Faculty union reps pull out of Minnesota's higher ed restructuring effort, cite concerns with transparency
Faculty union representatives have condemned Minnesota's system-wide higher education restructuring efforts, citing issues with transparency. Minnesota State College Faculty President Kevin Lindstrom, who represents faculty at two-year institutio...
Faculty union representatives have condemned Minnesota’s system-wide higher education restructuring efforts, citing issues with transparency.
Minnesota State College Faculty President Kevin Lindstrom, who represents faculty at two-year institutions and Inter Faculty Organization President Jim Grabowska, who represents faculty at four-year universities, sent a letter to the state’s higher education Chancellor Steven Rosenstone last week stating faculty would no longer take part in the “Charting the Future” initiative. The goal of the initiative is to foster collaboration, restructure higher education and spend money more effectively.
The letter sent by Lindstrom and Grabowska highlighted concerns that the Minnesota State Colleges and University system hadn’t been upfront about working on the initiative with a consulting firm.
“Our concerns are with the process, not with the fact there needs to be plan,” Lindstrom said.
“We absolutely believe as faculty we have a core contribution to make.”
But the system’s reaction to the faculty’s concerns hasn’t been promising.
“There has been a response, but it certainly hasn’t been ‘We need to rethink this,’” Lindstrom said. “It has been ‘We’re going to go ahead without them.’”
Faculty members hold two of the 18 seats on all eight Charting the Future implementation teams, Lindstrom said. He represents about 75 percent of the 4,700 faculty at two-year institutions in Minnesota, including employees at Northland Community and Technical College in East Grand Forks.
Last summer, the St. Paul Pioneer Press reported the Minnesota State Colleges and University system had been working on the initiative with McKinsey and Co., A New York City-based consulting firm.
That's how faculty found out about the partnership, and soon after, it was discovered the consulting firm had actually been involved in the process pro bono for two years before officially coming on board for $2 million.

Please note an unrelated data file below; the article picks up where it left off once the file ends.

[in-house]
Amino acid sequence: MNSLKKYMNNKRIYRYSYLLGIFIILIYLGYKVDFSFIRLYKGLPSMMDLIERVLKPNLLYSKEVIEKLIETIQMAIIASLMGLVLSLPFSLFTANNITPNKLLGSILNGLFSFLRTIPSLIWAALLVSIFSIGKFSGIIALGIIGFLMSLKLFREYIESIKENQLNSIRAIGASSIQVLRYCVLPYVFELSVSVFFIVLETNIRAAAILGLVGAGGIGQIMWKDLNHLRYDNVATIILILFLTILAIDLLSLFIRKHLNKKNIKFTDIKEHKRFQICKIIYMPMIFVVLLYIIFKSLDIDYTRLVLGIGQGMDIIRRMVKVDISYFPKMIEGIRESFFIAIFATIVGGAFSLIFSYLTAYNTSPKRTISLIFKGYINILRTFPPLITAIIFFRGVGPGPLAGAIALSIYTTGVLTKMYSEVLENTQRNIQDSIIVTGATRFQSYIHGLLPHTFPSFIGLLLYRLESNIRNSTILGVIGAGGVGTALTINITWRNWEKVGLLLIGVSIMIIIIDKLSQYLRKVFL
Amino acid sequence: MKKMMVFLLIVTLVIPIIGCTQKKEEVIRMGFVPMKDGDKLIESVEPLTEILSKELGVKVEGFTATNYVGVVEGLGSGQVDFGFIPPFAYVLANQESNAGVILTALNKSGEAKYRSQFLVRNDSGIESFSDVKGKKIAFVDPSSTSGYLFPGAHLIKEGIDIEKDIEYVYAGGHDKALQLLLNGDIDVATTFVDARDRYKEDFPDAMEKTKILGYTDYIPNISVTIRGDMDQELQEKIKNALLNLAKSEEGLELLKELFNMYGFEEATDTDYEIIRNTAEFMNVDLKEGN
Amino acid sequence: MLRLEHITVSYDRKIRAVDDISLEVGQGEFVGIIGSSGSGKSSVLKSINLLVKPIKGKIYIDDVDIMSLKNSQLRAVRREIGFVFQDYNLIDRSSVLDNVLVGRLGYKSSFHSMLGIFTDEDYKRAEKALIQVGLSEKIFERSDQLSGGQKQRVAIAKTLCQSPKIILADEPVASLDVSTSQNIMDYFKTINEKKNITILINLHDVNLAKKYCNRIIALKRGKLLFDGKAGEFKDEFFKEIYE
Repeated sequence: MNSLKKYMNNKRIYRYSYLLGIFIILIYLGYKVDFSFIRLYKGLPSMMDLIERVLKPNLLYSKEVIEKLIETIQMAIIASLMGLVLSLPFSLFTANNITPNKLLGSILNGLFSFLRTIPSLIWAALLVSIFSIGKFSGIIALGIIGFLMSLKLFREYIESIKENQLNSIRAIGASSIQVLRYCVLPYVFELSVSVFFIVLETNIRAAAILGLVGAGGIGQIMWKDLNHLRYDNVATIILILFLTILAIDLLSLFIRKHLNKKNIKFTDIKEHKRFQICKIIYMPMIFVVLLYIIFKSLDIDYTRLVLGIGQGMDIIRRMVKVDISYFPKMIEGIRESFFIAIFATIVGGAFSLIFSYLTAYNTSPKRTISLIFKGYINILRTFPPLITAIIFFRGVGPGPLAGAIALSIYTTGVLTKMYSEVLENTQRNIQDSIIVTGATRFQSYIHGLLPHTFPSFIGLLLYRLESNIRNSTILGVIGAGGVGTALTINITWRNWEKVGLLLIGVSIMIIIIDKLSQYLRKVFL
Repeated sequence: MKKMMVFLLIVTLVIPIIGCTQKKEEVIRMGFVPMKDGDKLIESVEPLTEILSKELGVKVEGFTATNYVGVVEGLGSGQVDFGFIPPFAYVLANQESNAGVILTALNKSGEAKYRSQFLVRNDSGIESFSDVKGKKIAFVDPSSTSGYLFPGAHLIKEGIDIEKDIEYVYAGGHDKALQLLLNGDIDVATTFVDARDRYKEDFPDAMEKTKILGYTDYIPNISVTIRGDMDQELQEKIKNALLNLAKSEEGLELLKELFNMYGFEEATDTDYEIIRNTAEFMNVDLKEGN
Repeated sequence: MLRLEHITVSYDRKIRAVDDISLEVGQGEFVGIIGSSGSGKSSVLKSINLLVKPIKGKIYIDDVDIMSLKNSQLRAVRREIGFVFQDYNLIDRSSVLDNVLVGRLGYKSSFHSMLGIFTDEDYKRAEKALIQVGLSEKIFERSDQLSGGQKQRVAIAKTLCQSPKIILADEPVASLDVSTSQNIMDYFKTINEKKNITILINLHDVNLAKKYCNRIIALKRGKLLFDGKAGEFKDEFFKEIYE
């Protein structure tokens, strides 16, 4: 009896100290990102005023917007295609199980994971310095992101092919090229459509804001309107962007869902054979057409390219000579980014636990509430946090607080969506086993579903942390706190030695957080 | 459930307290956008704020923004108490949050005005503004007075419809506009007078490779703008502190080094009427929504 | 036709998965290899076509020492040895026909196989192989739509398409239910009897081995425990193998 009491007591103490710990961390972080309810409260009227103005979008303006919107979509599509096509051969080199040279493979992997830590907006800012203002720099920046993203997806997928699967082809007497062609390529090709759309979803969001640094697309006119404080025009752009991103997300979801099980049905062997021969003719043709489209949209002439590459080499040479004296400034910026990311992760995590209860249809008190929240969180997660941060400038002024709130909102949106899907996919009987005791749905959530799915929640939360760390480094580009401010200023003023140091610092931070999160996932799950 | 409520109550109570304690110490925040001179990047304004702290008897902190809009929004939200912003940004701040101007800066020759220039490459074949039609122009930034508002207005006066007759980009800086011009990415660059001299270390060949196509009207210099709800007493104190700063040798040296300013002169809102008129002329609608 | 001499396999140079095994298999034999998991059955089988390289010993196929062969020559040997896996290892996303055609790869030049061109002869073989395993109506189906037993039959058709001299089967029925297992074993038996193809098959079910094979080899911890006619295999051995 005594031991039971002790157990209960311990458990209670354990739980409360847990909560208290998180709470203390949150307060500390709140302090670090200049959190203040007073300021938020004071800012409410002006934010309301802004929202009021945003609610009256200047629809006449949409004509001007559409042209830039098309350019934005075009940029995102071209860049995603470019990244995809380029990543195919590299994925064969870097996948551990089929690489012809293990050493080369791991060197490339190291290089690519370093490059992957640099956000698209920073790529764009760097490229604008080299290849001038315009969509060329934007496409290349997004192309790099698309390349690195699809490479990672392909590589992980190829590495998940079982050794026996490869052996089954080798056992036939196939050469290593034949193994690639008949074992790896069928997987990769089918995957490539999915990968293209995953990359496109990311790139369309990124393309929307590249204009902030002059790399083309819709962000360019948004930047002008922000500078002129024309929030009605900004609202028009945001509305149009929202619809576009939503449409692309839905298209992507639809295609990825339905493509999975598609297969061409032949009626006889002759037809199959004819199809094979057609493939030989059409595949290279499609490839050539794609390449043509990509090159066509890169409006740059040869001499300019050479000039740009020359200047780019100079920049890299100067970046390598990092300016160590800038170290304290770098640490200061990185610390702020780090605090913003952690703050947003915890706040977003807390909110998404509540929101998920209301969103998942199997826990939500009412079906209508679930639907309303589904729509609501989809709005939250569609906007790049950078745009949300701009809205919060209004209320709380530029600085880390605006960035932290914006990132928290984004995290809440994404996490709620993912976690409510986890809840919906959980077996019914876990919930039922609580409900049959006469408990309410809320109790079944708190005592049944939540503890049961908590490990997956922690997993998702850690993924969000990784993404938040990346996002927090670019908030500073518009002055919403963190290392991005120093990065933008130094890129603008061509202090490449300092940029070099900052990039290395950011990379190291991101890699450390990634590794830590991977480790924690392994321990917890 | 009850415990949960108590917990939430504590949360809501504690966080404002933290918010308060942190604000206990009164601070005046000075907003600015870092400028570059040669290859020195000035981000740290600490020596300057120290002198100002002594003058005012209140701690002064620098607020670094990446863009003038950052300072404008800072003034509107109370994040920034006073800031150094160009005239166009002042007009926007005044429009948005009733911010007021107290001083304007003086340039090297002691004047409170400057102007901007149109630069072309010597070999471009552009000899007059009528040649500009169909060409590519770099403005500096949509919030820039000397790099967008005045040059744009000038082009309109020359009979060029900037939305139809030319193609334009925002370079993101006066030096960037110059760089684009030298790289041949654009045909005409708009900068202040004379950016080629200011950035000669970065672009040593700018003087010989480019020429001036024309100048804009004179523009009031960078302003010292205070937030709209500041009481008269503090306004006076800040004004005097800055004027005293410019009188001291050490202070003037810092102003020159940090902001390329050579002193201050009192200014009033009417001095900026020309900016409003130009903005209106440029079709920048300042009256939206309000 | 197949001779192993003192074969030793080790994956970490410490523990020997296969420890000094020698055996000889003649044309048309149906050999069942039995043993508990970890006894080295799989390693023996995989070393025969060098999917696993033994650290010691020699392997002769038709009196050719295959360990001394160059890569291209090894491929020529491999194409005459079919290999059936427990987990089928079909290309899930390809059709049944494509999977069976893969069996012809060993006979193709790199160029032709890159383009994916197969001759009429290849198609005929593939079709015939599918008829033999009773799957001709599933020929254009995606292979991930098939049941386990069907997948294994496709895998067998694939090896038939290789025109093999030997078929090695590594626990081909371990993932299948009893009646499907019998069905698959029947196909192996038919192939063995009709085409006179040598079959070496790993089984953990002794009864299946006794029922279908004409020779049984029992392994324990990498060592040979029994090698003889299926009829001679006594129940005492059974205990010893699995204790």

MnSCU then provided a copy of McKinsey’s Charting the Future proposal to the public, but it was almost entirely redacted.
“When we were engaged in a process that was supposedly collaborative and built on trust and transparency, to find that kind of thing out in that manner was extremely frustrating,” Lindstrom said.
Full steam ahead
NCTC still plans to host state-sponsored gallery walks next week to gather public, staff and faculty input on Charting the Future. Attendees will have the chance to visit with implementation team members and view informational posters.
President Anne Temte said the events are open to faculty, even if there won’t be any official representation.
“They have taken a position as the assigned representation of all the faculty and they said there will be no official representation and we certainly respect that,” Temte said. “They have the right to make that decision. However, when we have this gallery walk, we’re going to let everybody know...that they’re welcome to come in as individuals and see what’s going on.”
Lindstrom said this doesn’t mean faculty are out of the picture forever.
“What we've indicated all along is we want to talk about these issues and we want to resolve them in a collaborative, honest way,” Lindstrom said. “We're ready to do that. We're not shutting the door on that at all. But it takes two parties to be willing to be in a collaborative conversation in order for that to happen. There has to be some trust rebuilding that goes on here.”
More information about the upcoming Charting the Future gallery walks can be found at http://bit.ly/1wFlj8P .